Health Canada Approves Sanofi Genzyme’s Cerdelga to Treat Gaucher Disease Type 1

Health Canada Approves Sanofi Genzyme’s Cerdelga to Treat Gaucher Disease Type 1

Health Canada has approved Cerdelga (eliglustat capsules), manufactured by Sanofi Genzyme, for treating Gaucher disease type 1 (GD1) — three years after the U.S. Food and Drug Administration gave its blessing to the drug.

The company says Cerdelga is currently the only first-line oral therapy for patients who are specific enzyme metabolizers, as detected by a simple test.

Gaucher disease is a rare inherited genetic disorder in which fatty molecules accumulate in certain parts of the body. GD results from a missing or deficient enzyme called glucocerebrosidase that normally breaks down waste material within cells. Consequent buildup of fatty waste material called glucosylceramide in the body’s organs and tissues can cause a wide range of symptoms including liver and spleen enlargement (hepatosplenomegaly), anemia; easy bruising caused by a decrease in blood platelets (thrombocytopenia), chronic fatigue, lung disease, and bone disease.

Cerdelga’s approval will “significantly improve” the quality of life of GD1 patients “due to the elimination of burdensome biweekly intravenous infusions,” Christine White, president of the National Gaucher Foundation of Canada , said in a press release.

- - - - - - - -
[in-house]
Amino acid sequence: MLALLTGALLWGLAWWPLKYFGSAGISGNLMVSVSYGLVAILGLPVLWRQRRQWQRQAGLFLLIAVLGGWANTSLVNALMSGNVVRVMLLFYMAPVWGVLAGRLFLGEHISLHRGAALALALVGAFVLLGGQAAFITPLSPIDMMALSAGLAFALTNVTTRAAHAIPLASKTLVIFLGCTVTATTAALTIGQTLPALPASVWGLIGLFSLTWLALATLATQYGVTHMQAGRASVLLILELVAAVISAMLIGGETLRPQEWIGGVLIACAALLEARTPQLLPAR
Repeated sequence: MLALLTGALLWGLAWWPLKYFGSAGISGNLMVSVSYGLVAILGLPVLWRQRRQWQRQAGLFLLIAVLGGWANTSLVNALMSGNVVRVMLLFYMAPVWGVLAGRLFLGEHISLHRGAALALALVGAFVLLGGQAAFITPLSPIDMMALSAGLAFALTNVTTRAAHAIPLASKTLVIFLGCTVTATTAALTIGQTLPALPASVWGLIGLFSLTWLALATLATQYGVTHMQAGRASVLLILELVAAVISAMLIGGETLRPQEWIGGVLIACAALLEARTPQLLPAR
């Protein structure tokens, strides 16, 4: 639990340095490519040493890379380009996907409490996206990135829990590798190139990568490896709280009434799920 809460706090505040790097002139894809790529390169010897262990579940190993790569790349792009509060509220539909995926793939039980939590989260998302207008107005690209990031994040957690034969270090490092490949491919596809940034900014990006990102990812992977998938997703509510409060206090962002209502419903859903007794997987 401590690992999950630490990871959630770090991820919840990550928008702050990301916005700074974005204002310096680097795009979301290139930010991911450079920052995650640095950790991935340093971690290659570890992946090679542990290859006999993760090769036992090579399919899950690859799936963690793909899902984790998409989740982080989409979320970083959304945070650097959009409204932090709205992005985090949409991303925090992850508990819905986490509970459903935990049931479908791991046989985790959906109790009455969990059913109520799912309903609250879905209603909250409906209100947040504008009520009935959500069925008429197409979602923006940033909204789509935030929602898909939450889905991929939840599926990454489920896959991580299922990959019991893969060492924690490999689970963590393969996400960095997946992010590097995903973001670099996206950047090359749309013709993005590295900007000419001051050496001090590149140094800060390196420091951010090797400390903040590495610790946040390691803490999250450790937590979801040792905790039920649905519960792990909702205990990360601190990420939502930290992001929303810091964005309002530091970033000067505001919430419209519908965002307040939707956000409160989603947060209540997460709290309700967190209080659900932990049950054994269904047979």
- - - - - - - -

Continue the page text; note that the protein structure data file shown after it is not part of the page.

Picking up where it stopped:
Sanofi Genzyme said that current GD1 therapies — enzyme replacement therapy (ERT) and substrate reduction therapy (SRT) — aim to reduce levels of glucosylceramide (GL-1), a fatty substance found in cells, and thereby slow the onset of symptoms. Cerdelga, a SRT, decreases GL-1 production by blocking absorption of materials cells use to make GL-1.

The company said Cerdelga was evaluated in a clinical trial involving almost 400 patients, as well as two Phase 3 clinical studies. Investigators found that in untreated patients with GD1, Cerdelga improved platelet and red blood cell levels, spleen and liver volumes, and bone outcomes. Most side effects caused by Cerdelga were mild to moderate in severity, it said.

“The approval of an oral therapy for Gaucher disease is a welcome addition to patients,” said Dr. Aneal Khan of Alberta Children’s Hospital in Calgary. “Having an oral therapy that is well-tolerated and works on the various aspects of Gaucher disease will make therapy easier. However, it is important that we still have ERT as a suitable option for patients.”

Sanofi Genzyme says it has been researching GD oral therapy for 15 years and claims its Cerdelga clinical development program is the largest ever conducted for GD. Peter Brenders, general manager of Sanofi Genzyme Canada, said the drug’s approval is a “significant milestone” for the company.

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